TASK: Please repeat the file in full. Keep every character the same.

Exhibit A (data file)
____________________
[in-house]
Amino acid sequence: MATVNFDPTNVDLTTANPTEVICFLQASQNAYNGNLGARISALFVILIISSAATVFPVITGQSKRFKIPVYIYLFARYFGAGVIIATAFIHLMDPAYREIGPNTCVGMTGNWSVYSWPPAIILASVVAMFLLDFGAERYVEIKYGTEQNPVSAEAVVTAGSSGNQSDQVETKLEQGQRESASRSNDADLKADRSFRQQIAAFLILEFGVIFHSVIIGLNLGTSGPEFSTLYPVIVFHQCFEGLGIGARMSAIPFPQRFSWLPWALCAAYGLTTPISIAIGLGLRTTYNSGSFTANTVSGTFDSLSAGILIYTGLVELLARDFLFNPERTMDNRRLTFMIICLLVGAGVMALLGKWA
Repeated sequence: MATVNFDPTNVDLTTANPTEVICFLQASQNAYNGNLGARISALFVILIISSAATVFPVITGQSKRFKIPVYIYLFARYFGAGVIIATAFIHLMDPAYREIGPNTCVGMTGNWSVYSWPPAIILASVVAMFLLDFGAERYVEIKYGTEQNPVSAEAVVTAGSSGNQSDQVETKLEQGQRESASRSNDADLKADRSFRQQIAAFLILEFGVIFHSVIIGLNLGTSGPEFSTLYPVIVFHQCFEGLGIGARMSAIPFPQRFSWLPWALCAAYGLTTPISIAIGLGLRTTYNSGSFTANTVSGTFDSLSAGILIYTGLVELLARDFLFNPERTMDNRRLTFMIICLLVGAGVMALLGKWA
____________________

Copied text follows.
[in-house]
Amino acid sequence: MATVNFDPTNVDLTTANPTEVICFLQASQNAYNGNLGARISALFVILIISSAATVFPVITGQSKRFKIPVYIYLFARYFGAGVIIATAFIHLMDPAYREIGPNTCVGMTGNWSVYSWPPAIILASVVAMFLLDFGAERYVEIKYGTEQNPVSAEAVVTAGSSGNQSDQVETKLEQGQRESASRSNDADLKADRSFRQQIAAFLILEFGVIFHSVIIGLNLGTSGPEFSTLYPVIVFHQCFEGLGIGARMSAIPFPQRFSWLPWALCAAYGLTTPISIAIGLGLRTTYNSGSFTANTVSGTFDSLSAGILIYTGLVELLARDFLFNPERTMDNRRLTFMIICLLVGAGVMALLGKWA
Repeated sequence: MATVNFDPTNVDLTTANPTEVICFLQASQNAYNGNLGARISALFVILIISSAATVFPVITGQSKRFKIPVYIYLFARYFGAGVIIATAFIHLMDPAYREIGPNTCVGMTGNWSVYSWPPAIILASVVAMFLLDFGAERYVEIKYGTEQNPVSAEAVVTAGSSGNQSDQVETKLEQGQRESASRSNDADLKADRSFRQQIAAFLILEFGVIFHSVIIGLNLGTSGPEFSTLYPVIVFHQCFEGLGIGARMSAIPFPQRFSWLPWALCAAYGLTTPISIAIGLGLRTTYNSGSFTANTVSGTFDSLSAGILIYTGLVELLARDFLFNPERTMDNRRLTFMIICLLVGAGVMALLGKWA